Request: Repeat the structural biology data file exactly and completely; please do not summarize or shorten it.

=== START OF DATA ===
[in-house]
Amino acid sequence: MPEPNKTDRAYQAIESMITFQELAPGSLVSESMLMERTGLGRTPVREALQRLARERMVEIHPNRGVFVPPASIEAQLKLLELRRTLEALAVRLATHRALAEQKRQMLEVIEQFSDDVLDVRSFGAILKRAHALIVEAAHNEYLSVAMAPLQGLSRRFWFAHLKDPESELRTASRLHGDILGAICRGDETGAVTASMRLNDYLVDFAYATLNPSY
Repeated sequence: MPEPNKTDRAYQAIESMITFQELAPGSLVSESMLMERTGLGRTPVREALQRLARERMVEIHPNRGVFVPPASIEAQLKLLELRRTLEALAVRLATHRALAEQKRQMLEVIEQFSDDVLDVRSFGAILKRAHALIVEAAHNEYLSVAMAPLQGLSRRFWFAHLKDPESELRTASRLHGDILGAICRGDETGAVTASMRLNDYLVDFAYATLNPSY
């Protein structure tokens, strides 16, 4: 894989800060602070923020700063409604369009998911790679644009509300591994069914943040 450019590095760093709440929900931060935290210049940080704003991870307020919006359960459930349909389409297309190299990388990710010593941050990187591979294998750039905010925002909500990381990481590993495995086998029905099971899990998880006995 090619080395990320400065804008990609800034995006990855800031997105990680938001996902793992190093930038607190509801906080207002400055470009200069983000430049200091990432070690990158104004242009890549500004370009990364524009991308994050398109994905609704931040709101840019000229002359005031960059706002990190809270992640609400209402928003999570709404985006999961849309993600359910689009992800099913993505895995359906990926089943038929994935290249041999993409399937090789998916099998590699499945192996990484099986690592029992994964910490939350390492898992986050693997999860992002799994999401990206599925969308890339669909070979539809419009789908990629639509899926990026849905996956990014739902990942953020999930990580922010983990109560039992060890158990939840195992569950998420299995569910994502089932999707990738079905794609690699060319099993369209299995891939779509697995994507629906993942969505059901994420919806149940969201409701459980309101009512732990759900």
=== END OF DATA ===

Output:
[in-house]
Amino acid sequence: MPEPNKTDRAYQAIESMITFQELAPGSLVSESMLMERTGLGRTPVREALQRLARERMVEIHPNRGVFVPPASIEAQLKLLELRRTLEALAVRLATHRALAEQKRQMLEVIEQFSDDVLDVRSFGAILKRAHALIVEAAHNEYLSVAMAPLQGLSRRFWFAHLKDPESELRTASRLHGDILGAICRGDETGAVTASMRLNDYLVDFAYATLNPSY
Repeated sequence: MPEPNKTDRAYQAIESMITFQELAPGSLVSESMLMERTGLGRTPVREALQRLARERMVEIHPNRGVFVPPASIEAQLKLLELRRTLEALAVRLATHRALAEQKRQMLEVIEQFSDDVLDVRSFGAILKRAHALIVEAAHNEYLSVAMAPLQGLSRRFWFAHLKDPESELRTASRLHGDILGAICRGDETGAVTASMRLNDYLVDFAYATLNPSY
């Protein structure tokens, strides 16, 4: 894989800060602070923020700063409604369009998911790679644009509300591994069914943040 450019590095760093709440929900931060935290210049940080704003991870307020919006359960459930349909389409297309190299990388990710010593941050990187591979294998750039905010925002909500990381990481590993495995086998029905099971899990998880006995 090619080395990320400065804008990609800034995006990855800031997105990680938001996902793992190093930038607190509801906080207002400055470009200069983000430049200091990432070690990158104004242009890549500004370009990364524009991308994050398109994905609704931040709101840019000229002359005031960059706002990190809270992640609400209402928003999570709404985006999961849309993600359910689009992800099913993505895995359906990926089943038929994935290249041999993409399937090789998916099998590699499945192996990484099986690592029992994964910490939350390492898992986050693997999860992002799994999401990206599925969308890339669909070979539809419009789908990629639509899926990026849905996956990014739902990942953020999930990580922010983990109560039992060890158990939840195992569950998420299995569910994502089932999707990738079905794609690699060319099993369209299995891939779509697995994507629906993942969505059901994420919806149940969201409701459980309101009512732990759900």